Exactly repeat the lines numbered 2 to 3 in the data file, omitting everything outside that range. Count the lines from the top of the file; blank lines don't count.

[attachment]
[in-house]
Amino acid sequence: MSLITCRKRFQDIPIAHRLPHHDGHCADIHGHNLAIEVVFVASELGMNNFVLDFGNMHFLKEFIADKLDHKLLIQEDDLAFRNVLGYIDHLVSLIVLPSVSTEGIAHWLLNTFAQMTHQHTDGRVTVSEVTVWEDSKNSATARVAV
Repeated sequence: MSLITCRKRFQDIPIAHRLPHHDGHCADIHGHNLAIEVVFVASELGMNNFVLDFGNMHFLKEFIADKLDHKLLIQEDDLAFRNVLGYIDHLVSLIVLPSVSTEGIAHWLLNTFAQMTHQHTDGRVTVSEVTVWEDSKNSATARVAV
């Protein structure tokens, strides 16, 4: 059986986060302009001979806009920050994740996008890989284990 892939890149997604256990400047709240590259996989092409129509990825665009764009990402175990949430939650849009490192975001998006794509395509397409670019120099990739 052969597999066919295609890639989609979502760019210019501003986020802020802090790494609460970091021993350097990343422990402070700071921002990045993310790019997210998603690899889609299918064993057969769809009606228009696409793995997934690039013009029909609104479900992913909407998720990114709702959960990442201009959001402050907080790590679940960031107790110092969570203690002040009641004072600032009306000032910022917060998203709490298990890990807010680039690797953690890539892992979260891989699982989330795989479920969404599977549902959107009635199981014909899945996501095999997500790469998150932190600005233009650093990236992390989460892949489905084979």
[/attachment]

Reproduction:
Amino acid sequence: MSLITCRKRFQDIPIAHRLPHHDGHCADIHGHNLAIEVVFVASELGMNNFVLDFGNMHFLKEFIADKLDHKLLIQEDDLAFRNVLGYIDHLVSLIVLPSVSTEGIAHWLLNTFAQMTHQHTDGRVTVSEVTVWEDSKNSATARVAV
Repeated sequence: MSLITCRKRFQDIPIAHRLPHHDGHCADIHGHNLAIEVVFVASELGMNNFVLDFGNMHFLKEFIADKLDHKLLIQEDDLAFRNVLGYIDHLVSLIVLPSVSTEGIAHWLLNTFAQMTHQHTDGRVTVSEVTVWEDSKNSATARVAV